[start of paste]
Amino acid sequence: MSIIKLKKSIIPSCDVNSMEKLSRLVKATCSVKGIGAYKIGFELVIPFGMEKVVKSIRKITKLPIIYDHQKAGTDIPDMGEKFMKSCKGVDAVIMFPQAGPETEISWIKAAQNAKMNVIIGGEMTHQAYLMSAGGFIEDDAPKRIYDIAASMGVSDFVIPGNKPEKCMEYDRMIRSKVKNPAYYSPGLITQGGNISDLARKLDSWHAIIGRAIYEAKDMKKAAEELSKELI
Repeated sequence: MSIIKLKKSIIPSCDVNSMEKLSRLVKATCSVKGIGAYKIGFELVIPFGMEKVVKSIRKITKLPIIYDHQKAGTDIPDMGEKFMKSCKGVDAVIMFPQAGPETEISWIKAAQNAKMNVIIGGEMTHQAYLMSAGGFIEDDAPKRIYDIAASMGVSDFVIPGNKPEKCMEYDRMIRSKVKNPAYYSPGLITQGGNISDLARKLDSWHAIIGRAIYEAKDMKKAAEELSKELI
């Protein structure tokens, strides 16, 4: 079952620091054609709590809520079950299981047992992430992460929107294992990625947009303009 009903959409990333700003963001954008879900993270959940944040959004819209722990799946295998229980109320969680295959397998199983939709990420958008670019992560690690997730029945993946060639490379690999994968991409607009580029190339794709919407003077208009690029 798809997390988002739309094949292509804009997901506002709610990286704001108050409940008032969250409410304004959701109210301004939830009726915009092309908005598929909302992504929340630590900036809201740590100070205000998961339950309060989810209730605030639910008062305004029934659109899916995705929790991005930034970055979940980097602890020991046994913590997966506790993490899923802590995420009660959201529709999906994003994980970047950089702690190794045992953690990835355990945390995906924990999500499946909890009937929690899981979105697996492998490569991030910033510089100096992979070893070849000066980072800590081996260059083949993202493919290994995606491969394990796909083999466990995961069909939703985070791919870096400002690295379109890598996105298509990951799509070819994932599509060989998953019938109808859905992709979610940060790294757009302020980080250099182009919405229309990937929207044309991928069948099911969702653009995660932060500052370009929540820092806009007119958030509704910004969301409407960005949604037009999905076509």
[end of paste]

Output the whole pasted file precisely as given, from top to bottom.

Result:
Amino acid sequence: MSIIKLKKSIIPSCDVNSMEKLSRLVKATCSVKGIGAYKIGFELVIPFGMEKVVKSIRKITKLPIIYDHQKAGTDIPDMGEKFMKSCKGVDAVIMFPQAGPETEISWIKAAQNAKMNVIIGGEMTHQAYLMSAGGFIEDDAPKRIYDIAASMGVSDFVIPGNKPEKCMEYDRMIRSKVKNPAYYSPGLITQGGNISDLARKLDSWHAIIGRAIYEAKDMKKAAEELSKELI
Repeated sequence: MSIIKLKKSIIPSCDVNSMEKLSRLVKATCSVKGIGAYKIGFELVIPFGMEKVVKSIRKITKLPIIYDHQKAGTDIPDMGEKFMKSCKGVDAVIMFPQAGPETEISWIKAAQNAKMNVIIGGEMTHQAYLMSAGGFIEDDAPKRIYDIAASMGVSDFVIPGNKPEKCMEYDRMIRSKVKNPAYYSPGLITQGGNISDLARKLDSWHAIIGRAIYEAKDMKKAAEELSKELI
């Protein structure tokens, strides 16, 4: 079952620091054609709590809520079950299981047992992430992460929107294992990625947009303009 009903959409990333700003963001954008879900993270959940944040959004819209722990799946295998229980109320969680295959397998199983939709990420958008670019992560690690997730029945993946060639490379690999994968991409607009580029190339794709919407003077208009690029 798809997390988002739309094949292509804009997901506002709610990286704001108050409940008032969250409410304004959701109210301004939830009726915009092309908005598929909302992504929340630590900036809201740590100070205000998961339950309060989810209730605030639910008062305004029934659109899916995705929790991005930034970055979940980097602890020991046994913590997966506790993490899923802590995420009660959201529709999906994003994980970047950089702690190794045992953690990835355990945390995906924990999500499946909890009937929690899981979105697996492998490569991030910033510089100096992979070893070849000066980072800590081996260059083949993202493919290994995606491969394990796909083999466990995961069909939703985070791919870096400002690295379109890598996105298509990951799509070819994932599509060989998953019938109808859905992709979610940060790294757009302020980080250099182009919405229309990937929207044309991928069948099911969702653009995660932060500052370009929540820092806009007119958030509704910004969301409407960005949604037009999905076509």